Fishmanm, David - Oral History Interview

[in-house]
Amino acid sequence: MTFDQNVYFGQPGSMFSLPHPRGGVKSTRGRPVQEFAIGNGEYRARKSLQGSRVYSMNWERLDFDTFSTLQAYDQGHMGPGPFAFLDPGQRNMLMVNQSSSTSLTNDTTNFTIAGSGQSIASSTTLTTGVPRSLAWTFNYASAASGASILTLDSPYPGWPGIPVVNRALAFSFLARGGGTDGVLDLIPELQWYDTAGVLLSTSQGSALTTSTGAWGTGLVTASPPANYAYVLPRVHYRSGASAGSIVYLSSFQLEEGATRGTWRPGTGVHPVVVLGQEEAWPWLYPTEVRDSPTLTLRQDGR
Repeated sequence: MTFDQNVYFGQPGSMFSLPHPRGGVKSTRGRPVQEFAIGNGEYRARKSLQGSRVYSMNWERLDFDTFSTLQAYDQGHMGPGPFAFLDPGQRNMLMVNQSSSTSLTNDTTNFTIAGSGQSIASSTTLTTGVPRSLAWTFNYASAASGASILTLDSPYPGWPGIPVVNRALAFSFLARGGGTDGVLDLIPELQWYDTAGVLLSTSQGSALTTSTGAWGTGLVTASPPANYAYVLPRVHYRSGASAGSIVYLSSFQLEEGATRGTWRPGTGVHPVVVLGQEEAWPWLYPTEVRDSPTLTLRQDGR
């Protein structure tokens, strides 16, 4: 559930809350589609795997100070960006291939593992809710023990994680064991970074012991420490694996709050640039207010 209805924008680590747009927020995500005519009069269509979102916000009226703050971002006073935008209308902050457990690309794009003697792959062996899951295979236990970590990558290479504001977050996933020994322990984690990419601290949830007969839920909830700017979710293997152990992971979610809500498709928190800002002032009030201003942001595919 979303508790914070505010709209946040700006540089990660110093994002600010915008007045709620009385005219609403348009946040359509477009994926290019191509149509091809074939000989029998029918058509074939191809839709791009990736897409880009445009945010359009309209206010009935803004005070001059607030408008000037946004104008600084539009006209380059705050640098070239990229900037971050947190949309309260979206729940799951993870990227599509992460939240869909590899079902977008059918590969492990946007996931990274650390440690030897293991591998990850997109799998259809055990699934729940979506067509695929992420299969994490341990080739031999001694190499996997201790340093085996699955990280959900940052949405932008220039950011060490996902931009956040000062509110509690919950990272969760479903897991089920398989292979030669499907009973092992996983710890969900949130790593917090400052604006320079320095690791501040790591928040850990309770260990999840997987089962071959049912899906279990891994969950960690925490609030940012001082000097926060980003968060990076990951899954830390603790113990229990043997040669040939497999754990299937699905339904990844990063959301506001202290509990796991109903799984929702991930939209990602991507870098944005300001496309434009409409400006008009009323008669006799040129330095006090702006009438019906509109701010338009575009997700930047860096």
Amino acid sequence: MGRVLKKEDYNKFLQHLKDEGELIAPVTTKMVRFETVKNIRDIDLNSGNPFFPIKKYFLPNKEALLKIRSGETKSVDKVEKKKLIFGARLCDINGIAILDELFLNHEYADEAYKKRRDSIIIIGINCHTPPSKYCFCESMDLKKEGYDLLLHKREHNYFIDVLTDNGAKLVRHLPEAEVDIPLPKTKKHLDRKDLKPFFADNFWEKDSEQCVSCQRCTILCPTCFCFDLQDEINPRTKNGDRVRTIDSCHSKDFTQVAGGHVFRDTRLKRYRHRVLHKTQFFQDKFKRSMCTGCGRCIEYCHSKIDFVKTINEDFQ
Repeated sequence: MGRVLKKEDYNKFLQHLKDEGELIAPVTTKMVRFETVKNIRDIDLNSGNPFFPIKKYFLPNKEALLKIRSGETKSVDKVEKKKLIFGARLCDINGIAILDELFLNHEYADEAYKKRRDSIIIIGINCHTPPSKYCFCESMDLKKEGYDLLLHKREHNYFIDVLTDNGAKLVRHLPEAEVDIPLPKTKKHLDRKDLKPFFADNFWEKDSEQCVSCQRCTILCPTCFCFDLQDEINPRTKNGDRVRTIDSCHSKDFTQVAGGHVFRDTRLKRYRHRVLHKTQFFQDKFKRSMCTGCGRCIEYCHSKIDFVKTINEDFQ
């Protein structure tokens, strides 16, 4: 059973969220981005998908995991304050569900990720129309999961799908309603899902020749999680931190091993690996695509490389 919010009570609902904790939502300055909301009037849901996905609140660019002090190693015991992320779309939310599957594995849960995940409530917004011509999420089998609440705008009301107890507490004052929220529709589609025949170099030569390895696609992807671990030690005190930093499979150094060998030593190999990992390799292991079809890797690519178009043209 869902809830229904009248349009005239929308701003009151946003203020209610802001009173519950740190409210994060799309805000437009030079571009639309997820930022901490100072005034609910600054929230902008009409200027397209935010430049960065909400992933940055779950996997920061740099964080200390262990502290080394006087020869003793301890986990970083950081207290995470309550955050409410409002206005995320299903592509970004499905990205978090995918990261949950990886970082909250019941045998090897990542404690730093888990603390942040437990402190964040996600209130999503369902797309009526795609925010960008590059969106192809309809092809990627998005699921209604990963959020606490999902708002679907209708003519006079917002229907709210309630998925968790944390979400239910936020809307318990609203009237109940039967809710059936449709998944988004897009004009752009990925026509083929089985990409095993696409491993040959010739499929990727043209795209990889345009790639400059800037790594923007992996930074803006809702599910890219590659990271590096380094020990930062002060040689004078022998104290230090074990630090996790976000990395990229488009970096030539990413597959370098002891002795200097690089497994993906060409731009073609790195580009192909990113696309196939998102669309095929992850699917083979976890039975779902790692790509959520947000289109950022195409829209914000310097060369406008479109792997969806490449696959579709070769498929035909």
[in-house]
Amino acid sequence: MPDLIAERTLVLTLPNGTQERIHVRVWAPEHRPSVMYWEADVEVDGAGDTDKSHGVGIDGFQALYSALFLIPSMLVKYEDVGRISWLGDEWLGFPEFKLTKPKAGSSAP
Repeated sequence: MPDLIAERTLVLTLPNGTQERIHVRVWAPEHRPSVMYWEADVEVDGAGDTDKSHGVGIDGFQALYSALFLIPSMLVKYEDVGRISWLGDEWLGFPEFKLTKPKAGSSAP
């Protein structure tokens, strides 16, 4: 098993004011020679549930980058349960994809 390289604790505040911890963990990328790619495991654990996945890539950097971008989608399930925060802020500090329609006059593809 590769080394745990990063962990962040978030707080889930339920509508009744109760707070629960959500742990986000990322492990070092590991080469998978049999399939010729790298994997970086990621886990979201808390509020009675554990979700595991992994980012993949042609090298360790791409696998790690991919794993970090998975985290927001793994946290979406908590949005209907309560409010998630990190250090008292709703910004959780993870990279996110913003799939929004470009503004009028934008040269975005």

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What originally brought Mr. Fishman to SAIS was his interest in international relations and the ability to take the BA/MA program at Homewood and SAIS. He started at Homewood in ’65 and received a very good education, in his opinion, in international relations and politics. He was originally drawn to international relations because of his interest in the Soviet Union as a specialization. He had three years of undergraduate education in Russian at Homewood before going to SAIS. He never lived outside of the US growing up because his folks were not well off. He grew up in the New York area in Yonkers and went to a private school, Fieldston, as a scholarship student. He did not get to grow up the way kids do these days and get to travel all over the world and backpack or stay in fine hotels, depending on what their parents have. Mr. Fishman remembers that he was at SAIS during the time of the Vietnam War. There were about 19 incoming students, only one of whom was a woman. He has not heard from or about his former classmates and is very interested to know where they went and what they are doing. One story he does know of a former classmate is very tragic. He was in the same class as Mr. Fishman and had the wretched fortune to be on a navy ship off the coast of Vietnam. He was killed by a shell offshore, so his name is on the wall (of the Vietnam Memorial). He also recalls quite fondly Professor Liska. He left with a BA. After one year he left to pursue a doctoral degree in political science at MIT which had a joint program with Harvard and was a three year program. In those days, he describes himself as being “blind as a bat” with thick lenses. He says it wasn’t a Vietnam –type issue. He volunteered for OCS to get it settled one way or the other. They put his classes in a machine and it wouldn’t close on them so that was the end of that. If it had, he would have gone into a Russia-focused program because he had the language and that was his area of interest. But when he came to SAIS, he remembers that he had to complete the language requirement—he had had three years of college Russian. But in those days, to pass you had to take the exam in French, German or Spanish. Fortunately he had had very good high school French so he didn’t have any problem with the exam, but it was a mild disappointment. It may have, to some small degree, colored his impression at the time. Mr. Fishman is not a professor, though he is a visiting scholar at SAIS. He is a lawyer by trade. What he remembers the most about SAIS was Bologna. The junior summer they were sent to Bologna for five or six weeks of political science training and three or four weeks of language training in country, which in his case was in Dijon, France. He recalls that Dijon, France in August has no French speakers around. On the end of his second day, they called the dean and informed him. So he went to Prague instead—it was the summer of ’68. He was pondering the idea of getting a visa from Bratislava to Ukraine but they weren’t giving out visas that week. He found out later that it was because the (Soviet) tanks got into Prague about a week after he left. So that further stimulated his interest international relations and Soviet studies that he keeps to this day. After going up to MIT (the person who recruited Mr. Fishman actually went off to Chile for a sabbatical for two years), he was interested in taking a historical approach to political science. He states that in those days, MIT was very quantitative so had three math courses and an elective. It was a joint program with Harvard so had good electives, a chance to study with Barrington Moore one semester and Nathaniel Glazer and Patrick Moynihan another semester. But after another year and a bit at MIT trying to figure out what he wanted to do next, he ended up leaving and went out to the west coast to go to law school, becoming a lawyer. For about 20 years, he practiced in the field of labor law, both management and plaintiff union work. But, he says, when Gorbachev came along, he got interested in possible changes in the Soviet Union and wanted to get back into that aspect of his career. He met Bruce Parrott at SAIS and registered to become a part-time student. He took Professor Parrott’s class and Natasha Simes’ class to get his Russian back. She made an exception letting him in under the condition that because he could not speak Russian, he would not speak but he could listen and read her superb textbooks on political Russian to engage his mind. As a result, he got his capabilities in the Russian language back. Today he reads Russian fluently, listen pretty fluently and can speak sufficiently to do legal business, though his bar talk isn’t as good. This past spring, Mr. Fishman was invited to become a visiting scholar at SAIS, where he currently is, along with Judge Stephen F. Williams, who is a senior judge, US Court of Appeals for the District of Columbia circuit. They are working on a project of study and analysis of developments in the contemporary Russian legal system. SAIS submitted an application to the US Russia Foundation last fall. It wasn’t funded. They were told that the foundation hadn’t quite gotten itself organized to figure out how they wanted to spend the money. Now they are in discussions with the Obama administrators of the bi-lateral presidential commission in relation to the US Russia Foundation. They hope to have a project up and running in the very near future with Russian law firms as primary partners and an academic relationship between SAIS and conquerable Russian institutions in Moscow, St. Petersburg, etc. In that capacity, Mr. Fishman is now reading Russian just about every day. He goes over from time to time working with people he’s known now for about 20 years. Back in ‘89/’90 the American Bar Association had a program for Soviet lawyer interns, the ABA Soros program. The Soviet lawyer interns in that time has become Russian, Estonian, Ukrainian and Georgian lawyers and they are now marching their way up through their respective careers. From time to time he meets them and shares that he’s an alumnus from that program—there are probably a couple thousand of them. Some of them are good friends to this day. One woman who now lives in Aragon came in from Aragon for his wedding in ’96. Mr. Fishman hopes that his greatest career accomplishments are still ahead of him. He was a lawyer in the government and worked for the Postal Service and Metro. Although it has a different scale than the government, he left the postal service as a GS-15. Notwithstanding what you see in the papers today, Mr. Fishman contends that there are healthy parts of the legal Russian system and he looks forward to encouraging a productive evolution that will be good for them and good for us. Bruce Parrott is the SAIS leader on the project and Judge Williams is now an active visiting scholar at SAIS. His memories of Bologna are very vivid because that was his first time overseas. He didn’t end up their first, but he spent the longest there. Mr. Fishman still remembers and was trying to find for her wife, the part of the old city where the SAIS building was and where the University of Bologna, the Italian school is. They were in Italy last summer and made sure to include Bologna has a stop. The route they took led them to come upon the area of Bologna where the SAIS campus was at the end of their walk and when they arrived, he could remember the old arches and narrow streets from more than 40 years ago. Mr. Fishman says that current students at SAIS these days are so lucky compared to what he recalls he was. He states that now we live in a world with internet, the SAIS student body is much more diverse these days in terms of where people come from and what age they come in at, and the languages that are offered. In these days, he says, wanting to do Russian would have been a major plus. He says that SAIS has one of the best reputations for international relations in the US, it has partnerships in Italy and in China (he hopes to work with the Bologna part as it’s a natural place for meeting Russians) and that it’s a great place if you can take advantage of it. Thinking in terms of his training, he says that on the one hand, we live in a world with a lot of complicated problems. On the other hand, compared to other periods of our history, we don’t have these days what our predecessors had in World War II with the Nazis and the Communists. (Another professor he remembers is Professor Rothstein from Hopkins talking about Herman Khan’s thinking about the unthinkable). Mr. Fishman says we have smaller, more manageable threats if we have the wisdom to get it right. In his opinion, students who can navigate that are going to have some interesting careers. He would enthusiastically recommend SAIS as a place to begin to have that career.